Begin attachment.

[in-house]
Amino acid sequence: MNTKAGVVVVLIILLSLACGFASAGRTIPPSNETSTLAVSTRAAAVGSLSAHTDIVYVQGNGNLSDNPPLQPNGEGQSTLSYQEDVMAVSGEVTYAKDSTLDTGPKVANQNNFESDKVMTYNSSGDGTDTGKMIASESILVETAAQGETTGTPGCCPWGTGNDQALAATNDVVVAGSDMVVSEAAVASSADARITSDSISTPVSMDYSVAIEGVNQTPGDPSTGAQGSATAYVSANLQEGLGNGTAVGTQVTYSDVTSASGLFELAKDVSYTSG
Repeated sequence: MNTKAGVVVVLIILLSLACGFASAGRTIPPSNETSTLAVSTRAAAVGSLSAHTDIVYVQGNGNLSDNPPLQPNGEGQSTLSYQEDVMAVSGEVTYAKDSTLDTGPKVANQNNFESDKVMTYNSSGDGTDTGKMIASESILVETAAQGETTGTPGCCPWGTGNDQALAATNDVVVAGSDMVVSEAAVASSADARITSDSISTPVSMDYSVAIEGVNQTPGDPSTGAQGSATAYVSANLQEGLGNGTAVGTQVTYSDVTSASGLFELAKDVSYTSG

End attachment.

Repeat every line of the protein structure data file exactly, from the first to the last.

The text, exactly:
[in-house]
Amino acid sequence: MNTKAGVVVVLIILLSLACGFASAGRTIPPSNETSTLAVSTRAAAVGSLSAHTDIVYVQGNGNLSDNPPLQPNGEGQSTLSYQEDVMAVSGEVTYAKDSTLDTGPKVANQNNFESDKVMTYNSSGDGTDTGKMIASESILVETAAQGETTGTPGCCPWGTGNDQALAATNDVVVAGSDMVVSEAAVASSADARITSDSISTPVSMDYSVAIEGVNQTPGDPSTGAQGSATAYVSANLQEGLGNGTAVGTQVTYSDVTSASGLFELAKDVSYTSG
Repeated sequence: MNTKAGVVVVLIILLSLACGFASAGRTIPPSNETSTLAVSTRAAAVGSLSAHTDIVYVQGNGNLSDNPPLQPNGEGQSTLSYQEDVMAVSGEVTYAKDSTLDTGPKVANQNNFESDKVMTYNSSGDGTDTGKMIASESILVETAAQGETTGTPGCCPWGTGNDQALAATNDVVVAGSDMVVSEAAVASSADARITSDSISTPVSMDYSVAIEGVNQTPGDPSTGAQGSATAYVSANLQEGLGNGTAVGTQVTYSDVTSASGLFELAKDVSYTSG